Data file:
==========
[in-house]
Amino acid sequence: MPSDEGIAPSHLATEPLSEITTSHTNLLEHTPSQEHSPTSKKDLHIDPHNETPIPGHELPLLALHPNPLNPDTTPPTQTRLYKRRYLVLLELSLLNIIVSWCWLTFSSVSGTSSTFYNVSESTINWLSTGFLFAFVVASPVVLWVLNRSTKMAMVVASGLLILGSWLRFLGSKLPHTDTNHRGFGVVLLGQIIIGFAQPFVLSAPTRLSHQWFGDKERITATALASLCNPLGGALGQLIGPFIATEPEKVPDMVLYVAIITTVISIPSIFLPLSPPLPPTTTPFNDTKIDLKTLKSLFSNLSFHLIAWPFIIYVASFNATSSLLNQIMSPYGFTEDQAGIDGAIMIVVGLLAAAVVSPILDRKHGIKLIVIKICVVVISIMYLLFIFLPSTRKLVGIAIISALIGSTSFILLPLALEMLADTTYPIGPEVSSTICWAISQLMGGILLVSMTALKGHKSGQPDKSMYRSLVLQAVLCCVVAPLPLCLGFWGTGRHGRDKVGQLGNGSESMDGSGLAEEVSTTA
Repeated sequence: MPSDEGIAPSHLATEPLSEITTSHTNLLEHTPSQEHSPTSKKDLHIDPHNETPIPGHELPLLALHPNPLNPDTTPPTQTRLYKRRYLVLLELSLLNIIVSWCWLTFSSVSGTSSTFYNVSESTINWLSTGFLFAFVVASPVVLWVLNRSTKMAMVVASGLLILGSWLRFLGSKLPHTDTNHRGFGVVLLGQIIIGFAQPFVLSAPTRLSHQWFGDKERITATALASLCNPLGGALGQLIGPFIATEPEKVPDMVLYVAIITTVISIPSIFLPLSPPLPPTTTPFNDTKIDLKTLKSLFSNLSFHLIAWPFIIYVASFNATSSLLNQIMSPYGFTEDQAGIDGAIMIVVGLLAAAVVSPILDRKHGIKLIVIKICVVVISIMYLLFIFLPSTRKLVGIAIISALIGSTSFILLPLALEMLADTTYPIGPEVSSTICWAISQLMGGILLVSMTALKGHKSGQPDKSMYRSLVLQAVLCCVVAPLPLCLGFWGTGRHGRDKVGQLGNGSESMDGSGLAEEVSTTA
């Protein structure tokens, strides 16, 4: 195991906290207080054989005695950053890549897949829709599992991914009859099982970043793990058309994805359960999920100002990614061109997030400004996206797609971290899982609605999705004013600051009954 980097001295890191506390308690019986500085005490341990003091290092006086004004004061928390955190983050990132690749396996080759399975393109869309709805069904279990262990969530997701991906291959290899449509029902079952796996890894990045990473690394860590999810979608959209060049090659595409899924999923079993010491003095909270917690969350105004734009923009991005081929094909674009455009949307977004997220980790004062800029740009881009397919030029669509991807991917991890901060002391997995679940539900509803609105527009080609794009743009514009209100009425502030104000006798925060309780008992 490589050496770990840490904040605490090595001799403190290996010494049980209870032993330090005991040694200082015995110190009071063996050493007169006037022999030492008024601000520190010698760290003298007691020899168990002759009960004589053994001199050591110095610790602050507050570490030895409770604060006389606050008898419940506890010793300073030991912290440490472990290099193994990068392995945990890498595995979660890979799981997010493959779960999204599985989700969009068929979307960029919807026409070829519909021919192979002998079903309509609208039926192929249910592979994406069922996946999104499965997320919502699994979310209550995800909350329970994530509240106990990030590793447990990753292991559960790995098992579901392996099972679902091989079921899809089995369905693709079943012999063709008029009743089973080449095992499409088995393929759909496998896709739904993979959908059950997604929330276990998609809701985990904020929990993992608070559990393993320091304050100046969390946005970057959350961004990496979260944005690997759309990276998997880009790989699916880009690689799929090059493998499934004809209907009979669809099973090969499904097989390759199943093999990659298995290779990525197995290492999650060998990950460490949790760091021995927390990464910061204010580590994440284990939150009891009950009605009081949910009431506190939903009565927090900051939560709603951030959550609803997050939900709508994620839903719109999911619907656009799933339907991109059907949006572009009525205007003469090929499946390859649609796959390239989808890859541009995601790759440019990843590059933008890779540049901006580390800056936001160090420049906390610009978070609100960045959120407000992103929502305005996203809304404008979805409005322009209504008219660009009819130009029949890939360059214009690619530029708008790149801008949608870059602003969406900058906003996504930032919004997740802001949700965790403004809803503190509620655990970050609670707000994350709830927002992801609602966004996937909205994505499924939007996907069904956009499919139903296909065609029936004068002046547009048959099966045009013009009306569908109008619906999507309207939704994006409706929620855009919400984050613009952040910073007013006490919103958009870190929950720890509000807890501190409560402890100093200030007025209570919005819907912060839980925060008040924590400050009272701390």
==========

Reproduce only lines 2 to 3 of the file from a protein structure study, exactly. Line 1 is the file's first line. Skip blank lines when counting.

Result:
Amino acid sequence: MPSDEGIAPSHLATEPLSEITTSHTNLLEHTPSQEHSPTSKKDLHIDPHNETPIPGHELPLLALHPNPLNPDTTPPTQTRLYKRRYLVLLELSLLNIIVSWCWLTFSSVSGTSSTFYNVSESTINWLSTGFLFAFVVASPVVLWVLNRSTKMAMVVASGLLILGSWLRFLGSKLPHTDTNHRGFGVVLLGQIIIGFAQPFVLSAPTRLSHQWFGDKERITATALASLCNPLGGALGQLIGPFIATEPEKVPDMVLYVAIITTVISIPSIFLPLSPPLPPTTTPFNDTKIDLKTLKSLFSNLSFHLIAWPFIIYVASFNATSSLLNQIMSPYGFTEDQAGIDGAIMIVVGLLAAAVVSPILDRKHGIKLIVIKICVVVISIMYLLFIFLPSTRKLVGIAIISALIGSTSFILLPLALEMLADTTYPIGPEVSSTICWAISQLMGGILLVSMTALKGHKSGQPDKSMYRSLVLQAVLCCVVAPLPLCLGFWGTGRHGRDKVGQLGNGSESMDGSGLAEEVSTTA
Repeated sequence: MPSDEGIAPSHLATEPLSEITTSHTNLLEHTPSQEHSPTSKKDLHIDPHNETPIPGHELPLLALHPNPLNPDTTPPTQTRLYKRRYLVLLELSLLNIIVSWCWLTFSSVSGTSSTFYNVSESTINWLSTGFLFAFVVASPVVLWVLNRSTKMAMVVASGLLILGSWLRFLGSKLPHTDTNHRGFGVVLLGQIIIGFAQPFVLSAPTRLSHQWFGDKERITATALASLCNPLGGALGQLIGPFIATEPEKVPDMVLYVAIITTVISIPSIFLPLSPPLPPTTTPFNDTKIDLKTLKSLFSNLSFHLIAWPFIIYVASFNATSSLLNQIMSPYGFTEDQAGIDGAIMIVVGLLAAAVVSPILDRKHGIKLIVIKICVVVISIMYLLFIFLPSTRKLVGIAIISALIGSTSFILLPLALEMLADTTYPIGPEVSSTICWAISQLMGGILLVSMTALKGHKSGQPDKSMYRSLVLQAVLCCVVAPLPLCLGFWGTGRHGRDKVGQLGNGSESMDGSGLAEEVSTTA